2014 Generics Sales: $2.6 billion +12%
Worldwide Market Share: 3.6%
Hospira, now part of Pfizer ($PFE), is a bit of an outlier among generics companies because its focus is almost entirely on sterile injectable drugs. That has been its selling point, but also its bane, given that when it was spun off from Abbott ($ABT) in 2004, it had an aging infrastructure that led to repeated recalls and finally warning letters by the FDA plus years of investments and remediation to resolve them. But after years of responding to FDA concerns and hundreds of millions in investments, the specialist in making sterile injectable drugs has turned a corner and started building sales, becoming a player in the biosimilars market along the way. Its 12% growth in generics revenue is an outcome of those improvements.
It was a long haul to get there. Manufacturing problems for Hospira date back to 2010, when plants in North Carolina, including its massive Rocky Mount operations, were tagged with warning letters. It had repeated problems before getting an FDA OK for a new plant Vizag, India, that it built to bring down its costs of production. It has had warning letters for an older plant in India, as well as for one in Italy. Along the way, it has had dozens of recalls, more than any other drugmaker in the U.S., according to FDA data.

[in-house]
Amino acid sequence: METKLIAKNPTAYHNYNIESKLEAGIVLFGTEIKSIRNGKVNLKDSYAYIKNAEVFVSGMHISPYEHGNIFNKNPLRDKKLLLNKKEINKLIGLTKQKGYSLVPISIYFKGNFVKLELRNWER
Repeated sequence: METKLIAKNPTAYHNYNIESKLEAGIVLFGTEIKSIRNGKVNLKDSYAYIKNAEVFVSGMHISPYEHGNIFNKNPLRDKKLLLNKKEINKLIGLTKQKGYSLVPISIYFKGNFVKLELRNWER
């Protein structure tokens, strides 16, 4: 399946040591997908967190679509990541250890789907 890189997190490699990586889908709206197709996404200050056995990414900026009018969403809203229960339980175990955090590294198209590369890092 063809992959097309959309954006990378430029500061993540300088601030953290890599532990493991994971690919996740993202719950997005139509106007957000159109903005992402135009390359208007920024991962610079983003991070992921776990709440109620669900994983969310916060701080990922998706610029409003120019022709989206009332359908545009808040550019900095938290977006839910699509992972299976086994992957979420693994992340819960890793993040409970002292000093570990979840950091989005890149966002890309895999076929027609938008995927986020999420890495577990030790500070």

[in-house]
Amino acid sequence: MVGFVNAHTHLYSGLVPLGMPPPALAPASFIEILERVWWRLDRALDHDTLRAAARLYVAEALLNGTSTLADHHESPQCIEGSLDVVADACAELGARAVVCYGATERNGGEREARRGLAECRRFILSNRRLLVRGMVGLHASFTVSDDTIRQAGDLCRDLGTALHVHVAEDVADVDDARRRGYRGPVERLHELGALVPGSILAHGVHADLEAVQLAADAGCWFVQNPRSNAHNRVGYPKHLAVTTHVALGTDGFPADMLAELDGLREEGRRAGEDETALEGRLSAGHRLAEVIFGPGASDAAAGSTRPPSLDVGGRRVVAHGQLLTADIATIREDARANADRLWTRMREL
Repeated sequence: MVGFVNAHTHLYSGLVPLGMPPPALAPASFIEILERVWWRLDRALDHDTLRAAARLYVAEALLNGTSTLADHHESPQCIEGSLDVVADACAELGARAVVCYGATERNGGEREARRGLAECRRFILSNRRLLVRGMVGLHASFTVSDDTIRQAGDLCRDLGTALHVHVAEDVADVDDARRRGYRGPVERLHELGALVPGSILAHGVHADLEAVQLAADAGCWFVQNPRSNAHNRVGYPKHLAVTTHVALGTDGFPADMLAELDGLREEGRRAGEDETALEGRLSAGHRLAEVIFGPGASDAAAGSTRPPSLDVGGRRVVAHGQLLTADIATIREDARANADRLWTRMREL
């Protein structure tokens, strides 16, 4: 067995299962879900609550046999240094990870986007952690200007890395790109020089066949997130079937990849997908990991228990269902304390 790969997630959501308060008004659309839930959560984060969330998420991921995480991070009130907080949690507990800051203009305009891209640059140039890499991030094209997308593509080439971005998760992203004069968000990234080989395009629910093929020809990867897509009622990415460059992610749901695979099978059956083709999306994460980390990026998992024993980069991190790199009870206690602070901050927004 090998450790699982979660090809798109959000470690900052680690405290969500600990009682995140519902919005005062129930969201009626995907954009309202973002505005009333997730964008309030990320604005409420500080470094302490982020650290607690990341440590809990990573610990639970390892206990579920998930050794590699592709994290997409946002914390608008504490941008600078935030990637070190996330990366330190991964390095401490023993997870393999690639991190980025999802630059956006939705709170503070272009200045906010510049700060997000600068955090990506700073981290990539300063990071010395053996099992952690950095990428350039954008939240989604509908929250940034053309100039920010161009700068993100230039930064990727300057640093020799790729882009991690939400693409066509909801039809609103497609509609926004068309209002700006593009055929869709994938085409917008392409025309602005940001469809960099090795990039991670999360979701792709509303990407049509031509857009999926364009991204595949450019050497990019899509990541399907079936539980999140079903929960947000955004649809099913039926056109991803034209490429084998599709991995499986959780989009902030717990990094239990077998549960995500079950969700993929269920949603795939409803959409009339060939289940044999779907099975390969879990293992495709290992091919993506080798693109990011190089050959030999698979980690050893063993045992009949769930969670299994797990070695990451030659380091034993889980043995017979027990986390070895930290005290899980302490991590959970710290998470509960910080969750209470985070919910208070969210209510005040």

With persistence, former CEO F. Michael Ball was able to get the company back on track. The turnaround was enough to entice Pfizer this year to pay a 40% premium on the stock price, $15 billion, to get the company. Pfizer CEO Ian Read wanted it to build Pfizer's established products division and to get Hospira's expertise in biosimilars.
The copies of biologics are expected to be the next really big thing in generics. Hospira's Inflectra, a biosimilar of Johnson & Johnson's ($JNJ) arthritis blockbuster Remicade, which Merck ($MRK) sells in Europe, is picking up market share there. It has been submitted for approval in the U.S., where the first biosimilar is just being launched. Ball was handsomely rewarded for all of that hard work at turning around the generics maker. With closure of the Pfizer deal, he was able to cash out for $91.1 million.
-- Eric Palmer (email | Twitter)
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